or too little space that activated an ancient impulse ignoring
disasters on the way. If so, the desert might heal us of that affliction,
wake us out of the trance that sends us unswerving
toward the precipice in our own apocalyptic time.
The healing is not imagined. The chest expands, fills with breath.
Breath is thought, wind formerly a bird. One soars,
finds unity with the stars.
We can see it in the shimmering rock and eagle wing – they interpenetrate.
Go to the images. Stand close. Watch them separate.


Form
The long straight road, the railway line, koppies, a cloudless sky,
pumpkins on the iron, emptiness. That’s one version of it.
Or, where there are sudden storms: a gentle cow with wisps of
breath, or if it is male, then hail, sometimes on a sunny day.
In the distance lightning fetching those, now stars, who pick the
flowers of the rain.
The movements of stones gripped by ice are recorded on the pavement slate,
each scratch a single act in time too large to comprehend with senses
geared to a single life. Sandstone tells of periodic floods,
giant reptiles dying into mud. Layers of slate suggest rivers of clay.
Magma bursts like a woman’s flood. All  of history leads to
where we are now, early mammal-like reptiles they were, we say
to avoid the embarrassment of us being they in one and the same moment of
unified time, immigrants from the north in the middle Permian.
We talk rather of what the farmer saw: a frozen buck wakes, shakes off
cracking ice, a lizard’s eye tells it when its warm enough, thick mud
walls and shutters keep out the heat, snakes, lions, strangers, the
dispossessed.
There is another story told in wind
of wind that was once a man then bird
dropping bloodstained feather into a pool
among the daughters of the rain
ostrich becoming ostrich again
while sun thrown up into the sky
reshapes the moon that does not die
for ever, but reborn gathers souls,
and clouts the hare and splits its lip
for doubting resurrection of the dead.
Form and time, time and space, when we leave the car beside the road,
interpenetrate. Preserved in sediments of rock, and rock itself from
bacteria deep within, when we lose ourselves in the larger time,
we are the fleeting moment in its trancelike state. The dispossessed,
more than those who brought the sheep, know that wind was once man,
and birds living matter in flight.
A world at odds with what we learned at school, their images take us
into a world denied, and sadden us who have been made blind or who
blind our children to the realm.The interpenetration of our separated
things is the clue to what’s represented here.Behind the fixity of
form, an Eden, monstrous often, evokes longing for the exiled home.
But if rock and rain and plant and sheep are one and the same, where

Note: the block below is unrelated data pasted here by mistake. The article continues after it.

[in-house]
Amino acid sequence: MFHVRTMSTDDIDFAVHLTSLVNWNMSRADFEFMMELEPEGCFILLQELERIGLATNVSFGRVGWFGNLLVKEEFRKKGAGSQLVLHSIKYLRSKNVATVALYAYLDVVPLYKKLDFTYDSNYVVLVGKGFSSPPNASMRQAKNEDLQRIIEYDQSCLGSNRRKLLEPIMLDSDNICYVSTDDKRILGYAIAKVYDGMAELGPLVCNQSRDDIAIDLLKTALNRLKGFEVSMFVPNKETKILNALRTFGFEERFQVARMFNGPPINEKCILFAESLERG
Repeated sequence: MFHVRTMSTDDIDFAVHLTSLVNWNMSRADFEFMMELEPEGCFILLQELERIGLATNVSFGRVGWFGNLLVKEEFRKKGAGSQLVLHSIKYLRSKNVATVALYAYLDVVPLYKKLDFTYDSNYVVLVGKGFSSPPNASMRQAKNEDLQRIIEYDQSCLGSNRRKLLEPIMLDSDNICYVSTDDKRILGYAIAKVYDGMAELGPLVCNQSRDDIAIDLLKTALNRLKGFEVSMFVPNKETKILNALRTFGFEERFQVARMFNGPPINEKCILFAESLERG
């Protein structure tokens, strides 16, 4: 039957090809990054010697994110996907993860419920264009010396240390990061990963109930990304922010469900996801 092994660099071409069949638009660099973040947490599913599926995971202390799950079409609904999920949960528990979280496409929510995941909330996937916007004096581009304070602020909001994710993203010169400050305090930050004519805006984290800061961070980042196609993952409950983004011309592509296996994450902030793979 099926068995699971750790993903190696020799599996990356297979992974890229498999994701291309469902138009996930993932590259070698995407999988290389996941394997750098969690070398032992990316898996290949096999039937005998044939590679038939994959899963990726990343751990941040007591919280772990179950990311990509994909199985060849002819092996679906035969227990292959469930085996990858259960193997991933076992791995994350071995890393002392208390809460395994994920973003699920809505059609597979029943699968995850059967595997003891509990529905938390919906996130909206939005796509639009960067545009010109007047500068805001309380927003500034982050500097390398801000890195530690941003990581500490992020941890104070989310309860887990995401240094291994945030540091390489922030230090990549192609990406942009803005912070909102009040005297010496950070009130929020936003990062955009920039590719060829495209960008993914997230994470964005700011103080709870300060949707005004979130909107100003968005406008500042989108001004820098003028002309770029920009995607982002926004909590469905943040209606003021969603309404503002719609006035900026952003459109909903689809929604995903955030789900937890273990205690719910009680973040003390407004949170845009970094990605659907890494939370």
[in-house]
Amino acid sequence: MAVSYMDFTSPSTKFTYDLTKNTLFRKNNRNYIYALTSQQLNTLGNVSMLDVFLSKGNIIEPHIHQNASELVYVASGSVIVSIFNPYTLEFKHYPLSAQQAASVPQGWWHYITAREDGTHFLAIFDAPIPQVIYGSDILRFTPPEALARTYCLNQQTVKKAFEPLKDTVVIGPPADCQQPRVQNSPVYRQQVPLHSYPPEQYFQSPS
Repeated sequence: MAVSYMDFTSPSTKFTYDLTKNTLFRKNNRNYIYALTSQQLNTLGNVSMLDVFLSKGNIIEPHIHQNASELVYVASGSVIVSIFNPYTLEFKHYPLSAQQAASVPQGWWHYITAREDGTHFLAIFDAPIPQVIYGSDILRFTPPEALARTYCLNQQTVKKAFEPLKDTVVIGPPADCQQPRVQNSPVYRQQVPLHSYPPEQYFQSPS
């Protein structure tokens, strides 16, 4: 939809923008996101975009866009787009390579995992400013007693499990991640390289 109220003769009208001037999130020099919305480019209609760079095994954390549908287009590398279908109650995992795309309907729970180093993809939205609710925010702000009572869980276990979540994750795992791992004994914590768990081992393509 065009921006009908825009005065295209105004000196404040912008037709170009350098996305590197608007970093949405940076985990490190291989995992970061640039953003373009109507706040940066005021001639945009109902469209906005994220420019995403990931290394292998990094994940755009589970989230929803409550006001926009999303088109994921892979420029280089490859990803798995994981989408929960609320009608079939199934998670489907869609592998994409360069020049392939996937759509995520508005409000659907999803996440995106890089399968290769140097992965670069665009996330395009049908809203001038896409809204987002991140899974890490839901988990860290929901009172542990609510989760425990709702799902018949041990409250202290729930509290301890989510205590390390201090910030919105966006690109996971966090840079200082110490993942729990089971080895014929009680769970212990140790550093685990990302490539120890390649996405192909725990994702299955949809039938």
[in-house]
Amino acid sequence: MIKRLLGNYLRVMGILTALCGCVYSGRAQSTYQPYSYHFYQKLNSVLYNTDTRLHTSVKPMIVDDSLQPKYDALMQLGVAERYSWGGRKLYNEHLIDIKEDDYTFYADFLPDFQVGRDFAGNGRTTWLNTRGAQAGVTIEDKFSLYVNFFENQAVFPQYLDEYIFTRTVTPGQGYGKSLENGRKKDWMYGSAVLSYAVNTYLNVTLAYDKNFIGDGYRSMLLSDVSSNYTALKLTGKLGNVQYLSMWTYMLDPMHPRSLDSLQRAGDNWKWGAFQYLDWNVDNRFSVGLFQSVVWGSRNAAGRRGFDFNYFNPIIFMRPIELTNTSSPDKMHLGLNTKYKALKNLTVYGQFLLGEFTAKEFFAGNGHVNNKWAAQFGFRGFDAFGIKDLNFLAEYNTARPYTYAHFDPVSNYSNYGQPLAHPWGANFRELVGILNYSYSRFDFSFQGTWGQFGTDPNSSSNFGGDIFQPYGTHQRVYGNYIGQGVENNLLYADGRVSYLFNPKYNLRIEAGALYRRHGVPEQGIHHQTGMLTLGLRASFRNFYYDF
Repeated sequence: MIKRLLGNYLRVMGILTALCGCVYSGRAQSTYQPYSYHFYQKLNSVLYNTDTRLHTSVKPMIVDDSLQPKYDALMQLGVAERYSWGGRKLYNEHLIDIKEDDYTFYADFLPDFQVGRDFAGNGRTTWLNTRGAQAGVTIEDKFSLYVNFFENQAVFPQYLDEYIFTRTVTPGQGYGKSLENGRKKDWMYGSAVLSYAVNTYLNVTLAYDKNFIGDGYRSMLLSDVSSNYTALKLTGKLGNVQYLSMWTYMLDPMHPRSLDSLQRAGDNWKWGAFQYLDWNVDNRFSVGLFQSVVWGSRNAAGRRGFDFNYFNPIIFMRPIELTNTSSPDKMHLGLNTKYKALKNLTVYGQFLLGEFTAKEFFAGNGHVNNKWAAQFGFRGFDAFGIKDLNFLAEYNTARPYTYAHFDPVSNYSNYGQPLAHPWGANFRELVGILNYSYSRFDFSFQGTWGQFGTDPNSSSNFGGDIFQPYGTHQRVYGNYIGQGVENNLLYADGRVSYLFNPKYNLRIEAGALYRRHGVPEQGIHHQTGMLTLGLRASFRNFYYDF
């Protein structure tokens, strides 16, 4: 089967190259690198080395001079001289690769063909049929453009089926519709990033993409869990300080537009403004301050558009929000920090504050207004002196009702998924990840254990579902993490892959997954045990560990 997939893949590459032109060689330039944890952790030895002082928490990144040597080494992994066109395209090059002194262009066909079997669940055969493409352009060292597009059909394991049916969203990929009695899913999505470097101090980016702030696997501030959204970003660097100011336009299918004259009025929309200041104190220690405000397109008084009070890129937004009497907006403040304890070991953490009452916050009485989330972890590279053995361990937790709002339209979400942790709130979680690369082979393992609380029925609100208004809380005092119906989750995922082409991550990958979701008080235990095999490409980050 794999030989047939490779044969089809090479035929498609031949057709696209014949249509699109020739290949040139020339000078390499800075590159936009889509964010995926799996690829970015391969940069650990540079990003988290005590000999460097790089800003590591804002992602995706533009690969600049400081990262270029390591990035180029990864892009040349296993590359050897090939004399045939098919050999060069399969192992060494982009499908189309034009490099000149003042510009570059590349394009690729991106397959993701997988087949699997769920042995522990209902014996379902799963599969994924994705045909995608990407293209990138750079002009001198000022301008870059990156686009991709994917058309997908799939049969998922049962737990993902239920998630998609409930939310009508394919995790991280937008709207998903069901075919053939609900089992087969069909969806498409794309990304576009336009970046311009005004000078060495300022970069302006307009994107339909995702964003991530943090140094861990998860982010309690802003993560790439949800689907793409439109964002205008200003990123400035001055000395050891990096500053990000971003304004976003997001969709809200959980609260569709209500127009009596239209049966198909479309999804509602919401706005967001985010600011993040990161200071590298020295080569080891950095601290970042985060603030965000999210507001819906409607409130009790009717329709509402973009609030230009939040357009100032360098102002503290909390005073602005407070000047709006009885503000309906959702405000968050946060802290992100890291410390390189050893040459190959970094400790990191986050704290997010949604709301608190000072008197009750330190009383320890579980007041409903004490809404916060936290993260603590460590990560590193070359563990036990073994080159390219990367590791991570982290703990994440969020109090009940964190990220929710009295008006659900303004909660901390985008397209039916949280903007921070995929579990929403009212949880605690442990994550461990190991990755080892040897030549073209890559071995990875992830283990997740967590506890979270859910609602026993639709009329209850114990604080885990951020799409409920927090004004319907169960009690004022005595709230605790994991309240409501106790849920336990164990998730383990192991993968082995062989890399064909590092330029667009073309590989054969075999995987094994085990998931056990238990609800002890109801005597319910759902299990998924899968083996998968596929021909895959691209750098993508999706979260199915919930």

is the structure that guides them to their form? Not DNA – in the
larger time it too is born and dies – but memory perhaps, the thoughts
and histories invisible to our senses that draw  us to our destinies.
The present moment, marooned, scars the stone,but thoughts leave no
apparent residue.Is that why the car goes past and doesn’t stop?
It’s the Karoo my dear. There’s nothing here.
Born as bacteria in the rocks we unable to grasp the picture
except with tears. The paintings tell it all. As long as you don’t
interpret them.


Spirit
The church spire pinwheels the cosmos which spins around the
unmoving town built on shale of dinosaur bone and ancient
plants. The silence of the night is punctuated by the windmill’s
cry. Water from deep down is directed onto dust and great
landscapes rise and fall echoing an history embedded in the soil.
In the surrounding hills the owl and the jackal are about, and
the wind of the stars and the sleeping town speak to each other
in the enfolded night.
The wind pump turns, refracting light onto the stone wall of the
dam. Emptiness is not empty here but what fills it has no name.
Dry, the river but water speaks through mint, as does the owl
through perforated shell, the jackal through feathered carcass
and the farmer’s gun through the stuffed eagle in the town’s
museum.
It is speculated that the images on the stone
when the dispossessed were in their ecstasy
separated and took form in space
through which they passed into the death.
Not the death we say is at the end of life
but the ocean of light in which rocks now rest.
The same melt of space from the dying ice
is around the farmer’s house and the eagle in flight.
The eland are gone and we marooned among cars but here
where form becomes time, mind penetrates the hardest stone.
For the road and the railway are our lives, but for the veil the
two worlds would meet.
Here is a world of spirit in stone. The penetration of it in mind -
the dissipation not the passing through – is what I mean. Here is
the time of the early race played out in landscape unbounded by
form. Here, carved on pavements of stone, are the secrets
longest known.
According to modern physicists, we are constituted of dimensions
infinitely small for which we have no senses, or at least none
of which we are aware. Perhaps one day our parietal eye
stimulated by a reborn sun will allow space-time to bathe us
more apparently.
We are born in silence and reborn in silence. To become the